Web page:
Tesla Loan Repaid Nearly 10 Years Ahead Of Schedule Thanks to "Best Car Ever Tested"
In a huge step for Tesla Motors and the Department of Energy loan program, Tesla Motors announced Wednesday that it has repaid the $465 million loan issued in January 2012 almost a decade ahead of schedule. Fuelled by Tesla’s first quarterly profits and fantastic press reviews for its Model S, Tesla’s stock has been rising fast, allowing the electric car manufacturer to repay the DOE loan through the sale of additional stock and a supplementary $100 million investment from found Elon Musk.
Musk issued a statement thanking the Department of Energy, members of Congress, their staffs, and the American taxpayers for having allowed the creation of the DOE loan program. Despite a series of high-profile failures, including the now-bankrupt solar panel maker Solyndra, the Department of Energy said Wednesday that the losses of its loan program represent only 2% of the $34 billion portfolio, and less than 10% of the $10 billion loss reserve Congress set aside in advance.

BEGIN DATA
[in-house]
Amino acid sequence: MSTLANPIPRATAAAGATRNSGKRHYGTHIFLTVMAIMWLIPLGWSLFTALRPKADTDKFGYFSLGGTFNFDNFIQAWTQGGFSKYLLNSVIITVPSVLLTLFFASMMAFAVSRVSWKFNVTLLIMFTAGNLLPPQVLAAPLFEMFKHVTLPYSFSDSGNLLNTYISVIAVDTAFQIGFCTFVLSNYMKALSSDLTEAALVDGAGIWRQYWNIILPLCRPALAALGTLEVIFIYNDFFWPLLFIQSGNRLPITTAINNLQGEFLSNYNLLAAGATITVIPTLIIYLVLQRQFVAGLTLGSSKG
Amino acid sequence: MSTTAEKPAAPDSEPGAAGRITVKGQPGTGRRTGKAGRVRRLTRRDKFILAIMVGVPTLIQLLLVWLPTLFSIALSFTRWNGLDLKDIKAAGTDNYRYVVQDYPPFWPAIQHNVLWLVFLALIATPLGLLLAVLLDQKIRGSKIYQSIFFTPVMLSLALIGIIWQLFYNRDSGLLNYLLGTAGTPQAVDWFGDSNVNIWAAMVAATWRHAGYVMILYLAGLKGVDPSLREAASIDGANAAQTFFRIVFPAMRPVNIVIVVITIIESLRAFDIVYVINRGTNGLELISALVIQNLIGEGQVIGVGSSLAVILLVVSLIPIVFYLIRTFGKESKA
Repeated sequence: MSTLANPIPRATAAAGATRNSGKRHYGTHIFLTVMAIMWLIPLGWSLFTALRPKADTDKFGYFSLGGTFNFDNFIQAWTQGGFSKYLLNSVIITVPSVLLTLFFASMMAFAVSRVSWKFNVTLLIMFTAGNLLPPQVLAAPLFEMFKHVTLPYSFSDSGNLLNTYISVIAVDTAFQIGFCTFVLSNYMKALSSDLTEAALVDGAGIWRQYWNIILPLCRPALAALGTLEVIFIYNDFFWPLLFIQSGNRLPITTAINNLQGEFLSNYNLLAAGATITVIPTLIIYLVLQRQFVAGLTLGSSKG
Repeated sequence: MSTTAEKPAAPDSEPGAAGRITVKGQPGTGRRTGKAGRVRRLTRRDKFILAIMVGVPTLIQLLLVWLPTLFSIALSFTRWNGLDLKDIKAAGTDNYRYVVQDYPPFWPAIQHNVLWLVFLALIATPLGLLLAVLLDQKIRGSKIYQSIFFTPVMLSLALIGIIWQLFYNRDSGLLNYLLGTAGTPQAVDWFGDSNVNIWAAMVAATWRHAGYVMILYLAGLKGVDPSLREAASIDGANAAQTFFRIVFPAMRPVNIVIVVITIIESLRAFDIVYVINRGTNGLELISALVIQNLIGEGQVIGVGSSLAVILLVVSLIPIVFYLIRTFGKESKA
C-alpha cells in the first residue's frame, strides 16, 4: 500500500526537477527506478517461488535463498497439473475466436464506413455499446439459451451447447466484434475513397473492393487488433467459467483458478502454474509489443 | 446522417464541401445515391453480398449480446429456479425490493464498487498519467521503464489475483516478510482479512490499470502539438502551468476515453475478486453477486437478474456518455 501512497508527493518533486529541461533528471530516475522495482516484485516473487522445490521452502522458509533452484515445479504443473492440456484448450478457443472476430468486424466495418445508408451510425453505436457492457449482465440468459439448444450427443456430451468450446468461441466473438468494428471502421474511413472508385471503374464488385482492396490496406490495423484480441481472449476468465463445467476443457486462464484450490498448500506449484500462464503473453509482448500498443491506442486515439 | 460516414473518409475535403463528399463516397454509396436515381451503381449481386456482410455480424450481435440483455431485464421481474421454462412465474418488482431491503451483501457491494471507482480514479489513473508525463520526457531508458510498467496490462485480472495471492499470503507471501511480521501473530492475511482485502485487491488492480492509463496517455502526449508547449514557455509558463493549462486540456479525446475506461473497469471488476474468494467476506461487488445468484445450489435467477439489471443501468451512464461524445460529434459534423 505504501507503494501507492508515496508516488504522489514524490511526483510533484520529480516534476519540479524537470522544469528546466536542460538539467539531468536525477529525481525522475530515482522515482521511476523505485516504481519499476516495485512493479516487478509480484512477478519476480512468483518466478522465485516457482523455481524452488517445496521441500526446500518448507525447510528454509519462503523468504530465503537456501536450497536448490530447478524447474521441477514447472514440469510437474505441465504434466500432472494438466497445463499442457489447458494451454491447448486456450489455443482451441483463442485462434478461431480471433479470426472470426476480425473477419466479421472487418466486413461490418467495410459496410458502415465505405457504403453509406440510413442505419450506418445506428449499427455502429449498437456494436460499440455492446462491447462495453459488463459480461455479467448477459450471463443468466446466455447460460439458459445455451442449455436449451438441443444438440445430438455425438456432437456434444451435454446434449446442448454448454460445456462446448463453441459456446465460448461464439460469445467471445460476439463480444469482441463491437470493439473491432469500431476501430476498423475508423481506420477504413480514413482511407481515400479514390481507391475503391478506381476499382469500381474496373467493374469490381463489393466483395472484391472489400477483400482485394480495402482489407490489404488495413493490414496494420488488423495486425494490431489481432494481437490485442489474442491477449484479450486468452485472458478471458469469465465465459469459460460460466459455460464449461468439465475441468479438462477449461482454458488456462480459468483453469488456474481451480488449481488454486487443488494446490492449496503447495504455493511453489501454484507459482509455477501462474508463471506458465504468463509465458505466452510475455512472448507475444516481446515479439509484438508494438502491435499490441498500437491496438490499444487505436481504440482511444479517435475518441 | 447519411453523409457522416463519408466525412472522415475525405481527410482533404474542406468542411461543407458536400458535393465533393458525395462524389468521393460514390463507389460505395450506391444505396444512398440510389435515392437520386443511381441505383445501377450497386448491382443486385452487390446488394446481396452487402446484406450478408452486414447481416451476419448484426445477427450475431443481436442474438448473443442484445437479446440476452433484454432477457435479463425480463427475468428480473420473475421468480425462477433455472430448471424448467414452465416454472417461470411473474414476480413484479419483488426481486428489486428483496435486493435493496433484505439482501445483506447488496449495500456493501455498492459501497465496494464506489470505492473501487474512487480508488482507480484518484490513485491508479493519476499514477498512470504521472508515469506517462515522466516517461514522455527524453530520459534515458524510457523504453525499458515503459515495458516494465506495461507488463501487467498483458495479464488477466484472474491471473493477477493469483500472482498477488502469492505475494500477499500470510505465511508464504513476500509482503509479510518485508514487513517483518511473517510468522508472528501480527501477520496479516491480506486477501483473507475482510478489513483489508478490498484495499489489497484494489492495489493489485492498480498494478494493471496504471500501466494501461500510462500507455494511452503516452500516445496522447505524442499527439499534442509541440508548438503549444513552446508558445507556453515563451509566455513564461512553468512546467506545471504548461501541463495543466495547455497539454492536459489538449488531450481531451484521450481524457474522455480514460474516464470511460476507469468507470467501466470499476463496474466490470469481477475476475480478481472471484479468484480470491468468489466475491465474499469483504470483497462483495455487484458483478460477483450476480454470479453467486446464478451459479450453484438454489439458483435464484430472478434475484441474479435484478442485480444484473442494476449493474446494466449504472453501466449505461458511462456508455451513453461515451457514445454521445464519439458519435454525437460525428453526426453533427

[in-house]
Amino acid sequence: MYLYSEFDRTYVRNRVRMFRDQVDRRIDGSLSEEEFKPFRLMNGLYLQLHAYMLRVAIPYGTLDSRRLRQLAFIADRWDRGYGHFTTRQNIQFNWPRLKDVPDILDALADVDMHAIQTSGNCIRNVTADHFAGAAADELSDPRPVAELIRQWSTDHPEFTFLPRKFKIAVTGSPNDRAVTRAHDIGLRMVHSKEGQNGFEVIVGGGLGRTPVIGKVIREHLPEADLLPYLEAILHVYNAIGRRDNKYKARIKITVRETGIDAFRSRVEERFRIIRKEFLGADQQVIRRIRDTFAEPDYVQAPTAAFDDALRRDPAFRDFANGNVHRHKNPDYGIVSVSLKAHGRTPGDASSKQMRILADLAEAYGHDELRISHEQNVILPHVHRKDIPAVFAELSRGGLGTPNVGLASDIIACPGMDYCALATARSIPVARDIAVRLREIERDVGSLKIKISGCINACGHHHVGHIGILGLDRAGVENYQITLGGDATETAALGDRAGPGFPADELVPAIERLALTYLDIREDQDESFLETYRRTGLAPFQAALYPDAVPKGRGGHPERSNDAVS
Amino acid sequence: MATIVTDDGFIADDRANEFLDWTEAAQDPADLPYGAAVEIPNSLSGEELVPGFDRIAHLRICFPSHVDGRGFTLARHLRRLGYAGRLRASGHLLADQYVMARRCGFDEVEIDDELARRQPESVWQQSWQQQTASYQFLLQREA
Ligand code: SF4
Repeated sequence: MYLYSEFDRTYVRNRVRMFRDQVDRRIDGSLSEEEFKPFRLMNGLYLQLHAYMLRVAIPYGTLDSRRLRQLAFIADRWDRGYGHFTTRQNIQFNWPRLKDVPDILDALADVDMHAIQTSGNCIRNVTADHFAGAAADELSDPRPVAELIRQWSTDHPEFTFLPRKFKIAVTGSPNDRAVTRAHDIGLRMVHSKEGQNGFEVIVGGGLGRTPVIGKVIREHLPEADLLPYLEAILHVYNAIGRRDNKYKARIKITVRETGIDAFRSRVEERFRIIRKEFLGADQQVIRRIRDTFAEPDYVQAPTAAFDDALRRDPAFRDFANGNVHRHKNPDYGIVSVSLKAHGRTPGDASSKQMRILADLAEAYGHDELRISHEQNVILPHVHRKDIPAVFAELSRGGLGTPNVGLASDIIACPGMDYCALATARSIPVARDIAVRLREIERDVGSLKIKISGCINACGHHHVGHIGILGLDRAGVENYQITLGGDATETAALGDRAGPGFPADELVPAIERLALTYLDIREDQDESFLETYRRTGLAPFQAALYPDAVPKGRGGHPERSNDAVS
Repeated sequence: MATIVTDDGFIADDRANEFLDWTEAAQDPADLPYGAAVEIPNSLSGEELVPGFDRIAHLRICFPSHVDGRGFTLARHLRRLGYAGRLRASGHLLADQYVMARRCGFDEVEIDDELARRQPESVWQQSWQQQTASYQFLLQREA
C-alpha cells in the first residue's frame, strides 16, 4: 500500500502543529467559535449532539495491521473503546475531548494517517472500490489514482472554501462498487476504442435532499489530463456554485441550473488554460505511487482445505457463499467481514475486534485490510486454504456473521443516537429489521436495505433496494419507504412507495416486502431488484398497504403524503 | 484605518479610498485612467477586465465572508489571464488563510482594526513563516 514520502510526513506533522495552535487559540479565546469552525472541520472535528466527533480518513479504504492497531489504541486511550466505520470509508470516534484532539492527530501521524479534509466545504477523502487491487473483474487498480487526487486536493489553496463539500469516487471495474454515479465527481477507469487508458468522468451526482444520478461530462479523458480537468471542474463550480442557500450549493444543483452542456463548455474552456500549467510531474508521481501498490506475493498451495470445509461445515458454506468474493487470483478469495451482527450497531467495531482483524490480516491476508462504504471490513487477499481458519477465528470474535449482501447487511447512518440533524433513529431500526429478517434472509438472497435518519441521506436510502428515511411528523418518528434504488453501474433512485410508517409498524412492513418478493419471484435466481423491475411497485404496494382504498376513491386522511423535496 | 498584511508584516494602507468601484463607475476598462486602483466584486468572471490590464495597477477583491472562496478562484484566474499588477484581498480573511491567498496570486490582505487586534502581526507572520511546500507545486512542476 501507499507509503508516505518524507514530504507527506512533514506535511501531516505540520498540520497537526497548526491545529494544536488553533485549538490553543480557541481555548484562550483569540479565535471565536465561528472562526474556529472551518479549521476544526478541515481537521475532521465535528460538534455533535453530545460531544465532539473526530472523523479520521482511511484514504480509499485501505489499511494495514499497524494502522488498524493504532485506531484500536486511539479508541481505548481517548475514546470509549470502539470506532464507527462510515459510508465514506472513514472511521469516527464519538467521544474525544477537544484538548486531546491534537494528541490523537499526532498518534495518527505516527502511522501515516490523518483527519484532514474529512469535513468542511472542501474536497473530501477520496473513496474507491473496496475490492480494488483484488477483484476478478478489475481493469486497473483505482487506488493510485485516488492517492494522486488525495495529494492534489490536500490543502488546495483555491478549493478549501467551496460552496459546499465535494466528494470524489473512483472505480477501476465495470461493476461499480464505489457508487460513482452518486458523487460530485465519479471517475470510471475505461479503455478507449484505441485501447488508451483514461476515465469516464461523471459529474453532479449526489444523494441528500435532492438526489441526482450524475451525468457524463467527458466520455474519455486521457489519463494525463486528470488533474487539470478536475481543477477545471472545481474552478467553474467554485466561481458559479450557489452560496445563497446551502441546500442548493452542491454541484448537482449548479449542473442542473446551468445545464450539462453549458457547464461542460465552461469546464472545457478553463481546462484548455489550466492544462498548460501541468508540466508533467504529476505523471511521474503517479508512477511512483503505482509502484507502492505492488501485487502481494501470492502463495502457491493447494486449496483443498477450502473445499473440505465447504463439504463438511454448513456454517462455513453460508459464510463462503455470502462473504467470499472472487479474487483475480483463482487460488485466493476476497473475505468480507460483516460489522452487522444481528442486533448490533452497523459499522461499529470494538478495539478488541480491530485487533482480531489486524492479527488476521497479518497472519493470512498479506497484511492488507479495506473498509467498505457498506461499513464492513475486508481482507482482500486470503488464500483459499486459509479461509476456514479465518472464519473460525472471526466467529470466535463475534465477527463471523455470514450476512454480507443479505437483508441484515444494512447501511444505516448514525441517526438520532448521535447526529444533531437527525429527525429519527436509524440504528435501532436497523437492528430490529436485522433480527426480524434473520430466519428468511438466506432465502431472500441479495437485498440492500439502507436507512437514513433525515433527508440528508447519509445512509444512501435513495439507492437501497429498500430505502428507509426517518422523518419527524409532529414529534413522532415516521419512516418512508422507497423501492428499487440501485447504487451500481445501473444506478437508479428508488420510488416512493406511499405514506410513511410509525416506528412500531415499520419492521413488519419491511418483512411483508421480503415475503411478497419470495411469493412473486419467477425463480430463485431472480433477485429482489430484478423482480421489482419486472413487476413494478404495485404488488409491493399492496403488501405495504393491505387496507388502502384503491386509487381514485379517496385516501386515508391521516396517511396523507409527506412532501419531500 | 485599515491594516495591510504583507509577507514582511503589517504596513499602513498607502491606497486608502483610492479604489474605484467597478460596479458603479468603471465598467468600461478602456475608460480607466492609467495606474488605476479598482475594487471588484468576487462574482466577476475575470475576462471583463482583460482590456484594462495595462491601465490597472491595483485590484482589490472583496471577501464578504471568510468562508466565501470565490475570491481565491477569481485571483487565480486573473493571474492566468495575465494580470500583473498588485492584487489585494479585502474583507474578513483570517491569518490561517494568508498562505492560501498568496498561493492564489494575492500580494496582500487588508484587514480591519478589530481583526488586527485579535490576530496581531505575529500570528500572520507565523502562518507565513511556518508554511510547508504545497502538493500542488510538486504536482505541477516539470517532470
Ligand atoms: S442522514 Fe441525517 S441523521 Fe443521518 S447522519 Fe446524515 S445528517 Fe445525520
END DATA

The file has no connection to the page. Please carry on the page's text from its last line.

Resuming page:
Tesla was able to repay the loan in large part due to its skyrocketing stock price this past month. Investors and critics are raving about the all-electric plug-in Tesla Model S that outsold competing models from Mercedes-Benz, BMW, and Audi by a healthy margin, and received the second ever 99/100 score from Consumer Reports, who called the Model S the best car it had ever tested. Consumer Reports’ head of auto testing called the car’s performance “off the charts,” and only regretted the recharging time: "If it could recharge in any gas station in three minutes, this car would score about 110.”
But Tesla plans to take care of that next week when it plans to unveil its nationwide network of 100 supercharger stations to be installed by 2015, where a full charge will take an hour but be totally free, and possibly announces its plans for a battery-swapping scheme that would make recharging the car faster than filling a gas tank.
One of the few remaining obstacles facing Tesla is a bill recently passed by the North Carolina Senate barring sellers from "using a computer or other communications facilities, hardware, or equipment" to sell or lease a car to anyone in the state, effectively outlawing Tesla’s internet-based sales model.
In the Department of Energy loan program’s first Cinderella story, Tesla has exceeded everyone’s expectations since its founding in 2003. As the manufacturer begins to tackle the main issue of battery longevity, their success is likely to continue.